|Alciato's Emblems and the Album Amicorum:
A Brief Note on Examples in London, Moscow, and Oxford
by William Barker
The album amicorum (book of friends, also German Stammbuch) is a kind of autograph book collected by early modern students or scholars from Germany or the Low Countries, as they moved about from university to university. Most of the books are made of paper, though there are examples on vellum. A typical page will have a tag or set of verses in Latin or Greek (or, sometimes, Hebrew) at the top, and below, a formal greeting in Latin to the owner of the album. Perhaps as part of the greeting there will be a heraldic shield of the signator or a small picture, often emblematic in nature, and these are sometimes coloured. The work is occasionally of very high quality, and suggests the book must have been kept by the signator for a time in order to prepare the work.
The albums begin to appear in the middle of the sixteenth century, perhaps originating in Wittenberg. Philipp Melanchthon, the reformer, has this to say about them:
These little books certainly have their uses: above all they remind the owners of people, and at the same time bring to mind the wise teaching which has been inscribed in them, and they serve as a reminder to the younger students to be industrious in order that the professor may inscribe some kind and commendatory words on parting so that they may always prove themselves brave and virtuous during the remainder of their lives, inspired, even if only through the names of good men, to follow their example. At the same time the inscription itself teaches knowledge of the character of the contributor, and quite often significant passages from otherwise and unknown and little-read authors are found in albums. Finally, they record biographical details which would otherwise be forgotten. (trans M.A.E. Nickson Early Autograph Albums in the British Museum [London: Trustees of the British Museum, 1970], 9-10, from Keil and Keil, Die deutschen Stammbücher des sechzehnten bis neunzehnten Jahrhunderts [Berlin: E. Erote'sche Verlagsbuchhandlung, 1893], 9, in turn cited from "Iudicium Philippi Melanchthonis de albis amicorum" which I have not yet seen.)There are sporadic examples of albums from all countries in Europe, yet the custom was associated with the German (and Dutch) academic tradition. OED cites the Earl of Chesterfield, 1757, "I do not mean a German album, stuffed with people's names and Latin sentences" (and Nickson 10-11 cites other unflattering comments). Though albums came out of the male academic tradition, there are also many family books and some albums were kept by women. Many of the albums have been reproduced; one of the best known is the Album amicorum of Abraham Ortelius, the learned cartographer, whose album is in Pembroke College, Cambridge (the facsimile edited by Jean Puraye appeared as part of the journal Die Gulden Passer 45-6 [1967-8]).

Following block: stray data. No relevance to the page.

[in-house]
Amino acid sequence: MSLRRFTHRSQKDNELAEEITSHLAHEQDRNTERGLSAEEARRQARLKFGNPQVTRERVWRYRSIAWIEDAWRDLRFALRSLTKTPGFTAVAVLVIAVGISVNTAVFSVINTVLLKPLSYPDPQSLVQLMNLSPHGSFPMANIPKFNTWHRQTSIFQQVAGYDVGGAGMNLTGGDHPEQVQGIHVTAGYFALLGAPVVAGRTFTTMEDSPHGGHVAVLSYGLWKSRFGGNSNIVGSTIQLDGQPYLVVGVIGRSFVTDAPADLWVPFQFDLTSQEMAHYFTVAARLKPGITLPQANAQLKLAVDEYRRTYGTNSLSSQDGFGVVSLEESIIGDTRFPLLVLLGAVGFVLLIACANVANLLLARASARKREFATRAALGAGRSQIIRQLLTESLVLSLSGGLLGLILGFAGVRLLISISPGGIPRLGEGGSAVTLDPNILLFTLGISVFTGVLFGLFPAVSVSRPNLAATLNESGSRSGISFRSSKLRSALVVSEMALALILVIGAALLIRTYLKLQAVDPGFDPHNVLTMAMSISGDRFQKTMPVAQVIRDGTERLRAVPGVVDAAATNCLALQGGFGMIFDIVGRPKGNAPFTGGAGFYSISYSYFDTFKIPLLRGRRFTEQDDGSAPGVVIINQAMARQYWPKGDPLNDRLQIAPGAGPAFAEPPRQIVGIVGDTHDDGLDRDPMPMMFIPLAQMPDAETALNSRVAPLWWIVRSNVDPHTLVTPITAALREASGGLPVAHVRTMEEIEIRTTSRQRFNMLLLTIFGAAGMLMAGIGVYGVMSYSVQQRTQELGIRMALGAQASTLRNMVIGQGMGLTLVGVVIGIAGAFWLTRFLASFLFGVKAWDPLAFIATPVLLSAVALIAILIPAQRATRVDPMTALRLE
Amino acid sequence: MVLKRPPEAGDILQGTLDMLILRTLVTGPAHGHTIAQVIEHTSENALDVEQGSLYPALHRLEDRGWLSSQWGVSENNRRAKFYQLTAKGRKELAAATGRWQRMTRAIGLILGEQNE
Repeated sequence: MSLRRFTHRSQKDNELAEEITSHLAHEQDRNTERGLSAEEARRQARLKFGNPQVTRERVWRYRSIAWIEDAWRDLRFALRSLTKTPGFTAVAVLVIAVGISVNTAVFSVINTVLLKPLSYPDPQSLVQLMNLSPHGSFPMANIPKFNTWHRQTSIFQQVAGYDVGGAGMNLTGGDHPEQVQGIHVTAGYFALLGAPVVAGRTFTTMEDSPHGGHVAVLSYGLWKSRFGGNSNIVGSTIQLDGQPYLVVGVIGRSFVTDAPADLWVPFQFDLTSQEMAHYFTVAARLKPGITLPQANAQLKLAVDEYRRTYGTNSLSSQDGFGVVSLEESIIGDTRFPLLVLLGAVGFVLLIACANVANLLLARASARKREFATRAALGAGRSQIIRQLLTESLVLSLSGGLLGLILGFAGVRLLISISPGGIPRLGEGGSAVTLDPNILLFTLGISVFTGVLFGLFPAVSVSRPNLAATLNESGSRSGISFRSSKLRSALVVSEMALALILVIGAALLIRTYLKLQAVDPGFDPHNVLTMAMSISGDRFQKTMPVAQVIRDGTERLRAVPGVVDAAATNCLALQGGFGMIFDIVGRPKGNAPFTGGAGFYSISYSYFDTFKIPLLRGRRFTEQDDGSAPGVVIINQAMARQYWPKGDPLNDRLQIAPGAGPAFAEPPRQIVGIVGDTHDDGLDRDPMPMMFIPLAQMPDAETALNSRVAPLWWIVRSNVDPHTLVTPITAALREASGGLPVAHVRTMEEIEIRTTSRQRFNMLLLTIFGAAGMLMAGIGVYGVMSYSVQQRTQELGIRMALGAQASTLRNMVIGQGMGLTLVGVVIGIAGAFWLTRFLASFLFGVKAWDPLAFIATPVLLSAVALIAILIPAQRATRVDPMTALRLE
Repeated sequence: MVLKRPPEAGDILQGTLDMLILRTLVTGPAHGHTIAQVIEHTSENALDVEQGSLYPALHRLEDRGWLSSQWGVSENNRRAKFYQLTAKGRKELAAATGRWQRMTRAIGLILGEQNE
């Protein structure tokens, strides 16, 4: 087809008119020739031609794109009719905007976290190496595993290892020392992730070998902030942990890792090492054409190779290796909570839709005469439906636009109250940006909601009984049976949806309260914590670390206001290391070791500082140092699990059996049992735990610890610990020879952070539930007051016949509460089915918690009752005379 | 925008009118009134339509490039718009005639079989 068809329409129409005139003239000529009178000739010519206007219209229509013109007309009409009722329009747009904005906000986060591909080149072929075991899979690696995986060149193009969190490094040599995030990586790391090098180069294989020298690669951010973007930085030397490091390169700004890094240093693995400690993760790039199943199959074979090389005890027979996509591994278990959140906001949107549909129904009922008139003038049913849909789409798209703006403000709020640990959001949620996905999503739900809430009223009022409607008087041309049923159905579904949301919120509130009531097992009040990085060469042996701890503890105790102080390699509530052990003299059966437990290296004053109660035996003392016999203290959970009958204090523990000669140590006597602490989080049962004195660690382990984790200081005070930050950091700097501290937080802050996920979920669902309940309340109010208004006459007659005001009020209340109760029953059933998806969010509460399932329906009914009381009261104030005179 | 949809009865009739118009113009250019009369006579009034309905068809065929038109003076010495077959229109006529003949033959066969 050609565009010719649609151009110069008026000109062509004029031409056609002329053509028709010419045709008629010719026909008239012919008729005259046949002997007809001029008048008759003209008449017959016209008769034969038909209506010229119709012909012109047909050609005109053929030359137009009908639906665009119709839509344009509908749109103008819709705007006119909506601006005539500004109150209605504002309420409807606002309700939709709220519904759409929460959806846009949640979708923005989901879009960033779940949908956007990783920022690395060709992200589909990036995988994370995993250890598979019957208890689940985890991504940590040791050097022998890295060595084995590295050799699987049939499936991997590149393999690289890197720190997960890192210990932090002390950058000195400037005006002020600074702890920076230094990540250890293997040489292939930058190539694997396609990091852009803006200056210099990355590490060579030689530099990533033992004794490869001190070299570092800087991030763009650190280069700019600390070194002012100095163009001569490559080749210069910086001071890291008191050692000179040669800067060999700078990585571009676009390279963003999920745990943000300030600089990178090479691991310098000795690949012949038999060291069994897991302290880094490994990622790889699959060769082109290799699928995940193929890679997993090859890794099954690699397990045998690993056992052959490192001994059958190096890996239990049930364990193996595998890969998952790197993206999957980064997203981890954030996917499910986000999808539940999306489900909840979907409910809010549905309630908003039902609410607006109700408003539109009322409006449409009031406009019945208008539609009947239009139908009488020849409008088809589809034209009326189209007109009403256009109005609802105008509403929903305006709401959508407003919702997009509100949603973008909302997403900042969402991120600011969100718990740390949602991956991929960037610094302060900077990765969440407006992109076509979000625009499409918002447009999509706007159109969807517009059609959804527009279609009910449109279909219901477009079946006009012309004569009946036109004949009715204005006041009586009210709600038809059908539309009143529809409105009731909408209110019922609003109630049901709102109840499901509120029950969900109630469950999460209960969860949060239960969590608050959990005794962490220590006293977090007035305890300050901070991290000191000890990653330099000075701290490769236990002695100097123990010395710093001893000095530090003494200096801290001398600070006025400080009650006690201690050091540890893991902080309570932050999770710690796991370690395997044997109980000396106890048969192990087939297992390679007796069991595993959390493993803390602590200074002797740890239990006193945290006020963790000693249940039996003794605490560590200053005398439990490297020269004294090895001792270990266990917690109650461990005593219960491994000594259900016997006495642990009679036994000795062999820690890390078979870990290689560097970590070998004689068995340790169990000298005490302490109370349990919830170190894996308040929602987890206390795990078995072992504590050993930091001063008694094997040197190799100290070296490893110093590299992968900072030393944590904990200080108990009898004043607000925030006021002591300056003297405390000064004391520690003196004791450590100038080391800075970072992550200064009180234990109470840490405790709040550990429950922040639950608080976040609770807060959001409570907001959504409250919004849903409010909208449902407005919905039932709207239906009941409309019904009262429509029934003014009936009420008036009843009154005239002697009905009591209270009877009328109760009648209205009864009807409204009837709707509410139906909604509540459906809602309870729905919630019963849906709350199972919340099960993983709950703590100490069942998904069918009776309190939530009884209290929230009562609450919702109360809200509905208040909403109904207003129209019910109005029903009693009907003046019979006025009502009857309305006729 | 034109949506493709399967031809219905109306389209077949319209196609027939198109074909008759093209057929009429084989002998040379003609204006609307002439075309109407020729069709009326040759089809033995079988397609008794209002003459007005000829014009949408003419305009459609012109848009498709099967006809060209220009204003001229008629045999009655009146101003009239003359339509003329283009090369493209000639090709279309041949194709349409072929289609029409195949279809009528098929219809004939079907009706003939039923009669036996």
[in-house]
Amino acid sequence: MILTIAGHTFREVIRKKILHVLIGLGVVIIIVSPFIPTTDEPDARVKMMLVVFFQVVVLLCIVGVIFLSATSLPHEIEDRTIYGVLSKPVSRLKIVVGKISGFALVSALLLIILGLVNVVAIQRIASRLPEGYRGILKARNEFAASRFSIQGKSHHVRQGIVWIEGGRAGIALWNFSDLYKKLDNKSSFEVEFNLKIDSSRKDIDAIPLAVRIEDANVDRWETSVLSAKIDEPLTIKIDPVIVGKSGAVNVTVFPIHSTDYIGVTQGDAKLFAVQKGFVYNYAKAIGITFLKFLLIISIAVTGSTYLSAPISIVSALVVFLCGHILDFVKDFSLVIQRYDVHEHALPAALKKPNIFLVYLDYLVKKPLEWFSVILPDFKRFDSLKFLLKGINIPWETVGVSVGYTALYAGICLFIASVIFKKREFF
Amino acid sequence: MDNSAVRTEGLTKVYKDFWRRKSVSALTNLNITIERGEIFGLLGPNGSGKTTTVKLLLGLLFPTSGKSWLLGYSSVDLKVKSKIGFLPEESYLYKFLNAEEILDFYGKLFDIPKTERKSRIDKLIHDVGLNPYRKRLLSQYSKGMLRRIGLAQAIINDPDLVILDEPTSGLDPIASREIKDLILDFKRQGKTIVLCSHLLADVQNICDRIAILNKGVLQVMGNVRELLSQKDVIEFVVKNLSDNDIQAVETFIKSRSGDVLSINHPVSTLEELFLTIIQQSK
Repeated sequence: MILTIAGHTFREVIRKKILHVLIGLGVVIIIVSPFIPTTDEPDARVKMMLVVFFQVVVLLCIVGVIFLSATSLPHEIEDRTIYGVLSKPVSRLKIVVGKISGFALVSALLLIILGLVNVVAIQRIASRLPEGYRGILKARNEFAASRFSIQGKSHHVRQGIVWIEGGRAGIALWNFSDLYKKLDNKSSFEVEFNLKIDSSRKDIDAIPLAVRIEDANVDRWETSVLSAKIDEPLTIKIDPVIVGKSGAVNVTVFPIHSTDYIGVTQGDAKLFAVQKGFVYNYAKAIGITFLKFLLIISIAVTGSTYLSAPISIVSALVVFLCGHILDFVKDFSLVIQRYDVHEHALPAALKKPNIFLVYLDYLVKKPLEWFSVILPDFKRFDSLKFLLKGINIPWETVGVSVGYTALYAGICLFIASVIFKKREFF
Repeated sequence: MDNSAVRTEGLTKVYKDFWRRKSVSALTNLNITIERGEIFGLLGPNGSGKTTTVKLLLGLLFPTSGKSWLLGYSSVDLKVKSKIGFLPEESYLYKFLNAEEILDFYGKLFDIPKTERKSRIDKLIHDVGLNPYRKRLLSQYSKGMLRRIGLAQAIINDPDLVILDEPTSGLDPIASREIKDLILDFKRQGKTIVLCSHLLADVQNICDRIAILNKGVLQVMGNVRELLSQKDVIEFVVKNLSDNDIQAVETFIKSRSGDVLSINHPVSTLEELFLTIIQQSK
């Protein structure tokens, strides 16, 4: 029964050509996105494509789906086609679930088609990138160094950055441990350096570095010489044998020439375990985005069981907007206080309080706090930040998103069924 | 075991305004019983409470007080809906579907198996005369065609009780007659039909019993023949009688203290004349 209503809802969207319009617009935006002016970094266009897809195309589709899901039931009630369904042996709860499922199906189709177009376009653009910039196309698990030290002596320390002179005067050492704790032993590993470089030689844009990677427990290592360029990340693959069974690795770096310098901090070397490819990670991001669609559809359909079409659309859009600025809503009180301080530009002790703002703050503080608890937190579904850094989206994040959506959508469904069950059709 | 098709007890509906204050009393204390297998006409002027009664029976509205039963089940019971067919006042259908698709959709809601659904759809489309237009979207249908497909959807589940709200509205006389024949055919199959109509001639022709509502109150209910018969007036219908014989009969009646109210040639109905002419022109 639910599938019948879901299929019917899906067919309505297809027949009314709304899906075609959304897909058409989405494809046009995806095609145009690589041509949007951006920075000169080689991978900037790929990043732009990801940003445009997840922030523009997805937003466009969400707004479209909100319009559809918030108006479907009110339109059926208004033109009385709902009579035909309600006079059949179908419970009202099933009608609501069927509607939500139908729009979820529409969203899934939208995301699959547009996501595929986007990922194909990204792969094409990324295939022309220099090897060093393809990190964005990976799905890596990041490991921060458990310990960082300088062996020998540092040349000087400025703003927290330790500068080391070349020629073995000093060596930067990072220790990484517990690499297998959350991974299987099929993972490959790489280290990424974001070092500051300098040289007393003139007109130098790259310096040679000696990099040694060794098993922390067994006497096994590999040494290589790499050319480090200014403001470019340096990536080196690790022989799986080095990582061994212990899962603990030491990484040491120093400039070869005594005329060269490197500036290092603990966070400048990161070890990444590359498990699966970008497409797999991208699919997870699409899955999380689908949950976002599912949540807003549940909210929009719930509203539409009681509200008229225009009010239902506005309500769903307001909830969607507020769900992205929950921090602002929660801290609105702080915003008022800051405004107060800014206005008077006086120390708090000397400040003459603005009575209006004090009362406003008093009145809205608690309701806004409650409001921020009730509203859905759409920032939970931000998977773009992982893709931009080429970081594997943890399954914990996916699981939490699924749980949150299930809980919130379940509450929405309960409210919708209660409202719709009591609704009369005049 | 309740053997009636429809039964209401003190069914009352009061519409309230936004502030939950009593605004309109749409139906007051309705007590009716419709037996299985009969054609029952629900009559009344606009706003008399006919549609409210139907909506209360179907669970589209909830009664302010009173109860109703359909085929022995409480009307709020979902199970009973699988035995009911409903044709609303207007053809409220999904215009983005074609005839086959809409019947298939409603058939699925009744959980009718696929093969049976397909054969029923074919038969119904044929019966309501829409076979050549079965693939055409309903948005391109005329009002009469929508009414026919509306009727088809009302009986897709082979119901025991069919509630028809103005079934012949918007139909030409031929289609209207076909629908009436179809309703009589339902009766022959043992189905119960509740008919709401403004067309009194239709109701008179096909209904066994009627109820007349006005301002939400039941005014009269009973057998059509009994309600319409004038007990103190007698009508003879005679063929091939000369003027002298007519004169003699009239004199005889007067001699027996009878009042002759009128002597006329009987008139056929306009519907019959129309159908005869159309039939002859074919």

The British Library, principally in Egerton Mss 1178-1498, has a huge collection of albums, purchased en bloc in 1850 from the estate of Erhard Christoph Bezzel, a scholar of Nuremberg history. More albums were later purchased as Egerton Mss 1536-1607. These were described by Max Rosenheim, "The Album Amicorum" in Archaeologia 62 (1910) 251-308; there is also the short introduction to the collection by Nickson, Early Autograph Albums in the British Museum (cited above, also listing items in the Additional Manuscripts). Robert and Richard Keil in Die deutschen Stammbücher (also cited above), who based their work on the collection at Weimar, were the first to give shape to the tradition. There are many subsequent studies published in Germany, where the largest collections are in Weimar, Frankfurt, and Nuremberg. There is now a universal catalogue of pre-1600 albums in many European and North American libraries, by Wolfgang Klose, Corpus Alborum Amicorum - CAAC - Beschreibendes Verzeichnis der Stammbücher des 16. Jahrhunderts (Stuttgart: Anton Hiersemann, 1988), with a list of copies with locations and short descriptions, a register of signators up to 1573 (a heroic piece of work), and a very helpful bibliography (pp. 283-321).